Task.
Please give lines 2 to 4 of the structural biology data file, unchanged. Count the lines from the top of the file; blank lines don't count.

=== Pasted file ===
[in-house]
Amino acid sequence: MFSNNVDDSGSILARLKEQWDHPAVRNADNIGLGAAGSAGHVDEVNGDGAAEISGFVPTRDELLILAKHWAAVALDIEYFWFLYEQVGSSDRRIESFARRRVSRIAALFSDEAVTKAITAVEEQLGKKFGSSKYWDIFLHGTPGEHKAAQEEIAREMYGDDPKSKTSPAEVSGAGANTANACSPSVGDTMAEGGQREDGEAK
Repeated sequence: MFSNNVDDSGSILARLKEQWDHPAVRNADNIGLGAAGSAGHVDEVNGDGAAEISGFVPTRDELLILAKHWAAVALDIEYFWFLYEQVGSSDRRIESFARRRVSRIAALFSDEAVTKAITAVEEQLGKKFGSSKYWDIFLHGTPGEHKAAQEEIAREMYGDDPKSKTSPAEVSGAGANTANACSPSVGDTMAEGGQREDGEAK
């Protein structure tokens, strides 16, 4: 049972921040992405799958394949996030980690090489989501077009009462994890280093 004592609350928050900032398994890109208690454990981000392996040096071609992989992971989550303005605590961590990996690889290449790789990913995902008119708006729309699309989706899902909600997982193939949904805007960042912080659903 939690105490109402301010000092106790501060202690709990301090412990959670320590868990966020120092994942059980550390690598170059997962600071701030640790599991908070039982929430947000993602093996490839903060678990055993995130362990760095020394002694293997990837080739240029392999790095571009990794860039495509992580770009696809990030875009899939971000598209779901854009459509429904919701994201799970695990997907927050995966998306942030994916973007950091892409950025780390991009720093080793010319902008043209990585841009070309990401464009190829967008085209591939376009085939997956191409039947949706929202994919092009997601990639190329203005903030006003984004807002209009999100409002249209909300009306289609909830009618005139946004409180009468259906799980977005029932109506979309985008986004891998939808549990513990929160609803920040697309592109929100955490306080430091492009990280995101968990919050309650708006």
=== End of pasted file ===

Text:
Amino acid sequence: MFSNNVDDSGSILARLKEQWDHPAVRNADNIGLGAAGSAGHVDEVNGDGAAEISGFVPTRDELLILAKHWAAVALDIEYFWFLYEQVGSSDRRIESFARRRVSRIAALFSDEAVTKAITAVEEQLGKKFGSSKYWDIFLHGTPGEHKAAQEEIAREMYGDDPKSKTSPAEVSGAGANTANACSPSVGDTMAEGGQREDGEAK
Repeated sequence: MFSNNVDDSGSILARLKEQWDHPAVRNADNIGLGAAGSAGHVDEVNGDGAAEISGFVPTRDELLILAKHWAAVALDIEYFWFLYEQVGSSDRRIESFARRRVSRIAALFSDEAVTKAITAVEEQLGKKFGSSKYWDIFLHGTPGEHKAAQEEIAREMYGDDPKSKTSPAEVSGAGANTANACSPSVGDTMAEGGQREDGEAK
């Protein structure tokens, strides 16, 4: 049972921040992405799958394949996030980690090489989501077009009462994890280093 004592609350928050900032398994890109208690454990981000392996040096071609992989992971989550303005605590961590990996690889290449790789990913995902008119708006729309699309989706899902909600997982193939949904805007960042912080659903 939690105490109402301010000092106790501060202690709990301090412990959670320590868990966020120092994942059980550390690598170059997962600071701030640790599991908070039982929430947000993602093996490839903060678990055993995130362990760095020394002694293997990837080739240029392999790095571009990794860039495509992580770009696809990030875009899939971000598209779901854009459509429904919701994201799970695990997907927050995966998306942030994916973007950091892409950025780390991009720093080793010319902008043209990585841009070309990401464009190829967008085209591939376009085939997956191409039947949706929202994919092009997601990639190329203005903030006003984004807002209009999100409002249209909300009306289609909830009618005139946004409180009468259906799980977005029932109506979309985008986004891998939808549990513990929160609803920040697309592109929100955490306080430091492009990280995101968990919050309650708006």